Porsche 911 (2015-2019) Review

Porsche 911
Porsche 911

1/10

1 / 10

00/10
heycar rating
"The definitive every day sports car"
  • Launched: 2015
  • Performance
  • Petrol

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Quick overview

Pros

  • Incredible performance in all models
  • Surprisingly composed and practical 
  • Class-leading handling and agility

Cons

  • Very expensive, yet lacks basic kit
  • Punitive servicing and maintenance costs
  • Rear seats are only for kids

Overall verdict

On the inside

Driving

Cost to run

Prices and Specs

Overall verdict

"No matter which version you choose, the 911 is a thrilling sports car that is stunning to drive and feels beautifully made. It's one of a handful of high-performance cars that you could easily drive every day, although the cabin and infotainment system are showing their age. The only real drawbacks on the driving side are the noisy rumble of the tyres, and of course its high price; especially compared with rival sports cars."

Porsche 911 Front View

The Porsche 911 has been sold continuously for almost six decades, and in that time it has become the default and best sports car. It sets the blueprint all new sports cars must measure up to, thanks to its staggering performance, an incredibly varied model line-up, and a surprisingly practicality interior for this type of car.


The seventh generation (known as the 991 generation) was launched in 2012, but just like every 911 since 1963, it comes with a highly unusual rear-engined layout, with a 'flat' six-cylinder motor stuck in the back end. It was given a major facelift in 2015, which is when turbocharged engines were introduced across the range.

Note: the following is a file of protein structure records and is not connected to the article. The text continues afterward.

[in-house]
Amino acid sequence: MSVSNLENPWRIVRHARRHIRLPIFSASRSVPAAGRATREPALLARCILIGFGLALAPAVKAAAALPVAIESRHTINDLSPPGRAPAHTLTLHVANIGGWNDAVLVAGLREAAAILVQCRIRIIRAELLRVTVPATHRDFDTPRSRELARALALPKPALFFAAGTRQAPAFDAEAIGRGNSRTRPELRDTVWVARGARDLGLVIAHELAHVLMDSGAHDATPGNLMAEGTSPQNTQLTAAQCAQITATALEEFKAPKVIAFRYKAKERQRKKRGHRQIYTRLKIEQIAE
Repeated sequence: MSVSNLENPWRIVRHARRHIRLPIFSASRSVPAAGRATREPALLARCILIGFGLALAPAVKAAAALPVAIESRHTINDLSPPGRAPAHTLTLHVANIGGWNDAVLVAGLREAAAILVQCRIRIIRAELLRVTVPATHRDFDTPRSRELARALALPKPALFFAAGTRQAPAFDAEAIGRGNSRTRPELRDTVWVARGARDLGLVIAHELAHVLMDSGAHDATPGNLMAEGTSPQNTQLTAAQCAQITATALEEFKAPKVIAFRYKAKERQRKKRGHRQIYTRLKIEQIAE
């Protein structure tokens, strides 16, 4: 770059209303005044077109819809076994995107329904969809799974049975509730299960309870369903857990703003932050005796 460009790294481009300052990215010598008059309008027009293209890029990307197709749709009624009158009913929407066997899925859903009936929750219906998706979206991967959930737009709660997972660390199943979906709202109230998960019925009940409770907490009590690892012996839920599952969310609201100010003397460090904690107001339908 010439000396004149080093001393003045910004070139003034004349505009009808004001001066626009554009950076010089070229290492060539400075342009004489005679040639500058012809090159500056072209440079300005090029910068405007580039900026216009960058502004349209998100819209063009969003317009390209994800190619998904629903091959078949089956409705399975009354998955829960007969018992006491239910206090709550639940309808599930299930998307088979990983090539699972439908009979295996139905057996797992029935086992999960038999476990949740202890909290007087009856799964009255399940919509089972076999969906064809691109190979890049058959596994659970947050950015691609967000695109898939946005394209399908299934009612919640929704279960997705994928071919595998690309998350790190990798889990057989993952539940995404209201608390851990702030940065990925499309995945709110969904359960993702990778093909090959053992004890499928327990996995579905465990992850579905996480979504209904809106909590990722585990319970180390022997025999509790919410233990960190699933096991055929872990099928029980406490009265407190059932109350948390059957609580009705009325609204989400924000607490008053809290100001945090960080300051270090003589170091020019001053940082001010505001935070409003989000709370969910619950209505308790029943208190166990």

The evolutionary changes included a much more modern infotainment system (which still feels pretty old hat compared to the triple-screen, all digital setup in its replacement, the 992 generation) and better standard kit. 


For the first time, Porsche offered its buyers sat-nav, DAB radio and climate control, although heated seats, a range of safety systems, and cruise control are reserved for its near-encyclopaedic optional equipment list.


Still, you don't buy a 911 because it's good value, and the flawlessly finished interior, outrageous turn of pace and stunning handling poise go a long way towards making up for its inexcusably stingy spec sheet. Porsche may have a reputation for gouging its buyers, but it's also known for building a fantastically useable sports car.


It comes with a choice of three six-cylinder petrol engines in a range of different power outputs and with the choice of either two or four-wheel drive, and three body styles; coupe, cabriolet, and folding Targa hard-top.


Starting off with the rear-wheel drive 911 Carrera, which uses a 3.0-litre twin-turbo engine with 370PS. Step up to the faster Carrera S and it produces 420PS and over 500Nm, and you can add four-wheel drive to either model in the Carrera 4 and 4S. Unlike the current version, which all look the same, the latter models mean getting a wide-body design, with broader rear wheel arches and a wider track for better cornering grip.